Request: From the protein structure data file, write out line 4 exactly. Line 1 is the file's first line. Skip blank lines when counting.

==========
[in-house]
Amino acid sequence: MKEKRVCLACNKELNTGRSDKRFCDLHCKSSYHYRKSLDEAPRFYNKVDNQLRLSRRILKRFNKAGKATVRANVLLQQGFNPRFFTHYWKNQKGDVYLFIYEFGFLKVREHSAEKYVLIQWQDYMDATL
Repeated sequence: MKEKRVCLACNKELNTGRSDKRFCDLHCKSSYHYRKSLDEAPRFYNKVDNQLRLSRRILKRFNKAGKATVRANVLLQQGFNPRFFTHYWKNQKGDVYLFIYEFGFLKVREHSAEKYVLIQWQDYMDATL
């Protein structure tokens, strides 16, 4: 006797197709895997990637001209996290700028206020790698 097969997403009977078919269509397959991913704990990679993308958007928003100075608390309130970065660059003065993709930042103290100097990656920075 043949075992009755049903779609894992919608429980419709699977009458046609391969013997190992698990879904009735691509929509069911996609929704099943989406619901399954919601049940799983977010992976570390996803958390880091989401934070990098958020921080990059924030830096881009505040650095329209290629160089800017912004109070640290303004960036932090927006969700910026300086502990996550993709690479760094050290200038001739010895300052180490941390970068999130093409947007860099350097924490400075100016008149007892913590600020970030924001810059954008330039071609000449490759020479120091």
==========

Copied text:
């Protein structure tokens, strides 16, 4: 006797197709895997990637001209996290700028206020790698 097969997403009977078919269509397959991913704990990679993308958007928003100075608390309130970065660059003065993709930042103290100097990656920075 043949075992009755049903779609894992919608429980419709699977009458046609391969013997190992698990879904009735691509929509069911996609929704099943989406619901399954919601049940799983977010992976570390996803958390880091989401934070990098958020921080990059924030830096881009505040650095329209290629160089800017912004109070640290303004960036932090927006969700910026300086502990996550993709690479760094050290200038001739010895300052180490941390970068999130093409947007860099350097924490400075100016008149007892913590600020970030924001810059954008330039071609000449490759020479120091």